He selected the older Peterbilt over the current flat-nosed " cab-over " style of trucks because the long hood of the Peterbilt, its split windshield, and its round headlights gave it more of a "face", adding to its menacing personality. During the original filming, the crew only had one truck, so the shots of the truck falling off the cliff had to be completed in one take. One of these, a Peterbilt , virtually identical to the original truck except for its air intake, brake lines between the tractor and trailer, mud flaps on the back of the twin rear tyres and a support shelf for the air conditioning unit, was later destroyed in another movie production.
Only one of those trucks has survived, a Peterbilt that was kept and prepared as a back up truck for the truck, but wasn't used. Stock footage of both vehicles was later used in an episode of the television series The Incredible Hulk , titled "Never Give a Trucker an Even Break". Spielberg was not happy about this, but the usage was legal, as the show was produced by Universal and the Duel contract said nothing about reusing the footage in other Universal productions.
The Peterbilt truck was purchased several times. It is currently owned by a truck collector and is on display at Brad's Trucks in North Carolina.
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The film's original score was composed by Billy Goldenberg , who had previously written the music for Spielberg's segment of the Night Gallery pilot and his Columbo episode "Murder by the Book," and co-scored Spielberg's The Name of the Game episode "L. Spielberg and Duel producer George Eckstein told him that because of the short production schedule, he would have to write the music during filming, and Goldenberg visited the production on location at Soledad Canyon to help get an idea of what would be required.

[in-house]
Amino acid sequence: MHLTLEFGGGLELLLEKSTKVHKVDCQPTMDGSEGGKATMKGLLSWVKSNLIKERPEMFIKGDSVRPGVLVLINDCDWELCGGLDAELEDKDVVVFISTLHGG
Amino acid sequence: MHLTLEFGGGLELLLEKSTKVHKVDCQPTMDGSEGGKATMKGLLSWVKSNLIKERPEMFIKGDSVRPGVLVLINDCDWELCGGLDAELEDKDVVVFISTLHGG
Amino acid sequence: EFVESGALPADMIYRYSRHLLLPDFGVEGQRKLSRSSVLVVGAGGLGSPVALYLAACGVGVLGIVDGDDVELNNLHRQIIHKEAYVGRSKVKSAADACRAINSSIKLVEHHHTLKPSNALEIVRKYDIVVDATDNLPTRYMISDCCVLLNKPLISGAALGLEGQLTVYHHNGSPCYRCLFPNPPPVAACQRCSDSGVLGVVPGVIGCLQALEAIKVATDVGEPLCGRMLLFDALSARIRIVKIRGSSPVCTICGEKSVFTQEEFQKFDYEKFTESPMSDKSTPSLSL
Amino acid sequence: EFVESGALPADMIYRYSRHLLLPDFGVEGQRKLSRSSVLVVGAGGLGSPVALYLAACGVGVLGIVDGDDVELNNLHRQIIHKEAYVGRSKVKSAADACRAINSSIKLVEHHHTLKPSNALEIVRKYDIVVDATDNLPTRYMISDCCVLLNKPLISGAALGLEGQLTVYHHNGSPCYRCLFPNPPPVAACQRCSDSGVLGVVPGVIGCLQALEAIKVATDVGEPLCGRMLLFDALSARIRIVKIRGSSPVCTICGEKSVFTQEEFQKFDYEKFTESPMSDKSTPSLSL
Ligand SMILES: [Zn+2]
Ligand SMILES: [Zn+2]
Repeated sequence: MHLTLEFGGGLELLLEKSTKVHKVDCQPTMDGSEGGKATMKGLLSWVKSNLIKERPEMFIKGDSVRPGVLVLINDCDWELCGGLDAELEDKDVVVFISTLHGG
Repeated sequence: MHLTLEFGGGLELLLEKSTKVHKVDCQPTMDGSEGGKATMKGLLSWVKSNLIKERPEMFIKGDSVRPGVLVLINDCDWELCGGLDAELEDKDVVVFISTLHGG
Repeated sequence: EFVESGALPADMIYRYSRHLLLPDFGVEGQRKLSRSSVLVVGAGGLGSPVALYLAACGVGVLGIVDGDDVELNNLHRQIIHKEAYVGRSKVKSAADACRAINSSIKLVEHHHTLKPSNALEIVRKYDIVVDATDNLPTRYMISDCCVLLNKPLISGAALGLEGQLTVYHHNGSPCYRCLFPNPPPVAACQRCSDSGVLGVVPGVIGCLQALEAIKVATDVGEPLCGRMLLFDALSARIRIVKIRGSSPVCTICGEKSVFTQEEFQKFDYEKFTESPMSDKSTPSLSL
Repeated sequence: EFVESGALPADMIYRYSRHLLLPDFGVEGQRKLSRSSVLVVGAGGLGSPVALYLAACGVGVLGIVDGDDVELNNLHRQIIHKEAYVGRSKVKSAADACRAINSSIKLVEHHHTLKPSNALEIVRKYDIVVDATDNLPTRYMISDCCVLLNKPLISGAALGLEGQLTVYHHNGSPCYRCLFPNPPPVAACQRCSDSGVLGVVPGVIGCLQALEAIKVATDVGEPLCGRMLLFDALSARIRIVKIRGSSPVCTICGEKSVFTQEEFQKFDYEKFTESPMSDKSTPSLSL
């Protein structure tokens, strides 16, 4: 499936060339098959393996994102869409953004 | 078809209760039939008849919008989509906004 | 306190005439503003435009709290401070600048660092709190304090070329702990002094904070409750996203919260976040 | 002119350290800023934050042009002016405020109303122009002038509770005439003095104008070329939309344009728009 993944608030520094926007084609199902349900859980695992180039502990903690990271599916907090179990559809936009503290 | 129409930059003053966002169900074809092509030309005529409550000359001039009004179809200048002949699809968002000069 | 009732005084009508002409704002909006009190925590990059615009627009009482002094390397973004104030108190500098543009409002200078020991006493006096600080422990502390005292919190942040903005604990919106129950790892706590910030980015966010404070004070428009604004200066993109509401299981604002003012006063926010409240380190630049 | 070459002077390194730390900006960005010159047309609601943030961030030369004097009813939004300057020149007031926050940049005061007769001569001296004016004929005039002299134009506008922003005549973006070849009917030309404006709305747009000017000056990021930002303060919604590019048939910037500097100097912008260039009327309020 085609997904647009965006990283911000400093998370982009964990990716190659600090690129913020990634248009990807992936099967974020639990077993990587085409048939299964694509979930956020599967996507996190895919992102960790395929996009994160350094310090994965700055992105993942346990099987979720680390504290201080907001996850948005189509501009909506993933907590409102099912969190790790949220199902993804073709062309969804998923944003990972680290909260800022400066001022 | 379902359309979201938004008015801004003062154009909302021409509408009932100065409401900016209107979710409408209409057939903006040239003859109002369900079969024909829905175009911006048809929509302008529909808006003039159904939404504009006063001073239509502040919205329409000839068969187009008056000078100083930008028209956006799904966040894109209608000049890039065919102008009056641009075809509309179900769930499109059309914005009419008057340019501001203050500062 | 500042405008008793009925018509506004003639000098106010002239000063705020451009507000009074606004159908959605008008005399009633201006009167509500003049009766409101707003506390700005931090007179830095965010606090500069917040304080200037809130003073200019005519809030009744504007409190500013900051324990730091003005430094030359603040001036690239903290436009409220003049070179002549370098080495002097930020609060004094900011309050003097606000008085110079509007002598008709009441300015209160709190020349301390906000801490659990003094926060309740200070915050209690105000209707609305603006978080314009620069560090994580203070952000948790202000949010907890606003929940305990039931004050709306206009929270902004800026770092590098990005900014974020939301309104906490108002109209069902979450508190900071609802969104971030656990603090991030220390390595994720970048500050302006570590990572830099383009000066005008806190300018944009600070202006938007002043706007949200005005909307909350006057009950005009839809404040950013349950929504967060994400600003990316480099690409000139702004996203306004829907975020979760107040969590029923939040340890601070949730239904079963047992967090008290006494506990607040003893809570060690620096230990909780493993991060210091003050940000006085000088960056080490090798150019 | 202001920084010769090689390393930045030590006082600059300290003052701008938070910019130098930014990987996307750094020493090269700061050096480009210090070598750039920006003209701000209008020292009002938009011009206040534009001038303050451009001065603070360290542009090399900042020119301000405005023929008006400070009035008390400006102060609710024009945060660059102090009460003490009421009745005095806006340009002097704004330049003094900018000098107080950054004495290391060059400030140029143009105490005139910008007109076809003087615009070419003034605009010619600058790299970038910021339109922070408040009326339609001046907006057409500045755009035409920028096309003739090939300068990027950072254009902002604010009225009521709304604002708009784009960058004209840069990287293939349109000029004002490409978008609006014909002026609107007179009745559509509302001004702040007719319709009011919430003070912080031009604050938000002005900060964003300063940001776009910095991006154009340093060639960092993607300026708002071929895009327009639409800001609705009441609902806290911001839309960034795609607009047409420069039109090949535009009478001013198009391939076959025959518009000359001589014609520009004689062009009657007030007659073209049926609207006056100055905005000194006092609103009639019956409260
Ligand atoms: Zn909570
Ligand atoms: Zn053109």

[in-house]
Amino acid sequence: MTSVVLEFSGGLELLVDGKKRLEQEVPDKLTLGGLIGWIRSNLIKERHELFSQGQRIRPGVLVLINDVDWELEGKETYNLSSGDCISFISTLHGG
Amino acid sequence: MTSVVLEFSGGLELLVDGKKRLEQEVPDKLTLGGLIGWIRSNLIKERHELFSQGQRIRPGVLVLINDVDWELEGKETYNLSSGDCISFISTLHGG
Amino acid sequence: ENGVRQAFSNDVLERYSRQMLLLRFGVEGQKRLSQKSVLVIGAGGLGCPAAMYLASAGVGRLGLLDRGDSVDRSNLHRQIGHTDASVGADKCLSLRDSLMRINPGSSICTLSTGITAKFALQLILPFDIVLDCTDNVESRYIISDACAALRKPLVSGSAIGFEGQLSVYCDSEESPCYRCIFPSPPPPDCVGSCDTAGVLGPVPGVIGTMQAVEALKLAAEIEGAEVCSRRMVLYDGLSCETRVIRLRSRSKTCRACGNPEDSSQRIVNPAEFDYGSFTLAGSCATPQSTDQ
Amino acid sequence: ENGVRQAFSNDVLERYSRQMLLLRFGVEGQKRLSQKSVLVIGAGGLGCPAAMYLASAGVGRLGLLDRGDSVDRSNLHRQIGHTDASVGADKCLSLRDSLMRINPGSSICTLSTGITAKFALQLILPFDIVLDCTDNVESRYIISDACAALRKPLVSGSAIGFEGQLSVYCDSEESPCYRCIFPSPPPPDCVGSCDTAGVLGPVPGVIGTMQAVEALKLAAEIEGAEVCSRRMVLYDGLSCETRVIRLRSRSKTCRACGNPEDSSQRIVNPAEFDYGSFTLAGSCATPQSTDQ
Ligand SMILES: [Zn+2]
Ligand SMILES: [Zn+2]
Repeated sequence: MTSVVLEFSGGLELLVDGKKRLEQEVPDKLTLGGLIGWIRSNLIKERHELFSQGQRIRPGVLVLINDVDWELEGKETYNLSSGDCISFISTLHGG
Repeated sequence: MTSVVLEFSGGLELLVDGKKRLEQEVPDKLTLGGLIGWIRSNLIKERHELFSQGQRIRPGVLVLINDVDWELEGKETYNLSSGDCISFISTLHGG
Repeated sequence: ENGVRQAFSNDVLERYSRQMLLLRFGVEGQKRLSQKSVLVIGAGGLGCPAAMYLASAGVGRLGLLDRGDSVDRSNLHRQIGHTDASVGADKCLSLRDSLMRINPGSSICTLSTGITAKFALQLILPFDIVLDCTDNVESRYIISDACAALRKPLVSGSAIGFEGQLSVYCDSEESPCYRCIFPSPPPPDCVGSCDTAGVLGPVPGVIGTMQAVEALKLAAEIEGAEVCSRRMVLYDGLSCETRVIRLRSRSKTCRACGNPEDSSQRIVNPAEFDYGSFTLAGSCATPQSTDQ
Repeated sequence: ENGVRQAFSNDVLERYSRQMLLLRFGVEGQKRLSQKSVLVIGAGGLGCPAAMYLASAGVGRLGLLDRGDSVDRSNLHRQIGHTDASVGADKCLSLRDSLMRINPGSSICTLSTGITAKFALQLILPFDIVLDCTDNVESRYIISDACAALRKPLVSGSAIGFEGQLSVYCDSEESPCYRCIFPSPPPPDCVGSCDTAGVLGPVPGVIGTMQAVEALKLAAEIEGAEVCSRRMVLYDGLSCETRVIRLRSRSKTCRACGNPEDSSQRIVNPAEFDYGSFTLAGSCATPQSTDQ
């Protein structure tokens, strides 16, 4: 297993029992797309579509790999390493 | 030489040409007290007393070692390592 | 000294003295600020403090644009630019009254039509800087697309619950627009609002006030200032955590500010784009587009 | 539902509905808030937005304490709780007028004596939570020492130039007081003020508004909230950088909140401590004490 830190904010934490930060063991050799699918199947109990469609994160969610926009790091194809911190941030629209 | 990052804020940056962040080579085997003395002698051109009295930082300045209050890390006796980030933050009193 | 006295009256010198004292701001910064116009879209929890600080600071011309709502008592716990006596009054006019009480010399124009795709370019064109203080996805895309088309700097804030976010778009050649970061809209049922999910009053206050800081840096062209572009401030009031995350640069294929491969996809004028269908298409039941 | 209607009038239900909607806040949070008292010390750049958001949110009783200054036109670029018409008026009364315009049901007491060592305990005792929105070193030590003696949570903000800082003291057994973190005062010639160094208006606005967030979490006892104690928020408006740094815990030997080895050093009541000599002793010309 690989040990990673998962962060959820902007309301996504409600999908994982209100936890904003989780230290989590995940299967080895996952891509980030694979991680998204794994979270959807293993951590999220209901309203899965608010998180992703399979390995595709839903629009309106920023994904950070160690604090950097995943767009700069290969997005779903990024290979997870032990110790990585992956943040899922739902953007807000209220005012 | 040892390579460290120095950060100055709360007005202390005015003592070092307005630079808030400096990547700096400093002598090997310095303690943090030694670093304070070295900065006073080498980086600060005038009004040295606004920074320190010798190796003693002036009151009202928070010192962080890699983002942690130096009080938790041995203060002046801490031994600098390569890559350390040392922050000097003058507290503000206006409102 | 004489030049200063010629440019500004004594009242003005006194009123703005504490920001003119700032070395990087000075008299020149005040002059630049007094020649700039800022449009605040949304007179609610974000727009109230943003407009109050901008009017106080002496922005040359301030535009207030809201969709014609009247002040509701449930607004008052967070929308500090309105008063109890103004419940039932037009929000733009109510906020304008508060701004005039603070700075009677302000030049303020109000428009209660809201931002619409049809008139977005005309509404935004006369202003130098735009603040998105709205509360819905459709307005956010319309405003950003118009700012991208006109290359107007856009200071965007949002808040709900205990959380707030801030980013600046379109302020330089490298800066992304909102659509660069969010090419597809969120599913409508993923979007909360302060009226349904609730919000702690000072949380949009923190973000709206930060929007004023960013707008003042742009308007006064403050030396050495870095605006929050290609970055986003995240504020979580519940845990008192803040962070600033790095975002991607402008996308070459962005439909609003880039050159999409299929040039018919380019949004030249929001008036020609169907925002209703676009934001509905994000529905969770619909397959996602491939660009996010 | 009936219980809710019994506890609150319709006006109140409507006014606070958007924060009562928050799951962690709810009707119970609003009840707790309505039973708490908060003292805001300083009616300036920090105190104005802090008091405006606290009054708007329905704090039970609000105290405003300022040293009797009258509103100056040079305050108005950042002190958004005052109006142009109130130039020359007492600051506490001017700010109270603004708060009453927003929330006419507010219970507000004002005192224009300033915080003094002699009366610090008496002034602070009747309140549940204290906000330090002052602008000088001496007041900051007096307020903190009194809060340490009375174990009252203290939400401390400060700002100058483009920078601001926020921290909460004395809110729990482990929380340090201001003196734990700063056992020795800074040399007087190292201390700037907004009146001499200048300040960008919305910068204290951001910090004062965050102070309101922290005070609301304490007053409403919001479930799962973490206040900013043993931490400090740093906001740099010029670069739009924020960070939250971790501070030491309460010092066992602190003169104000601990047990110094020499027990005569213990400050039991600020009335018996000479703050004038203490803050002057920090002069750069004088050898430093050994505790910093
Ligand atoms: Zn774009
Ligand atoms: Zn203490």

Spielberg then had Goldenberg ride in the tanker truck being driven by stunt driver Carey Loftin on several occasions; the experience terrified the composer, although he did eventually get used to it. Goldenberg then composed the score in about a week, for strings, harp, keyboards and heavy use of percussion instruments, with Moog synthesiser effects but eschewing brass and woodwinds.
He then worked with the music editors to "pick from all the pieces they had and cut it together with the sound effects and dialogue. It was the 18th highest-rated TV movie of the year with a Nielsen rating of It was eventually released to cinemas in Europe and Australia; it had a limited cinema release to some venues in the United States, and it was widely praised in the UK. The film's success enabled Spielberg to establish himself as a film director.
The film received many positive reviews and is often considered one of the greatest TV movies ever made. Interpretations of Duel often focus on the symbolism of Mann and the truck.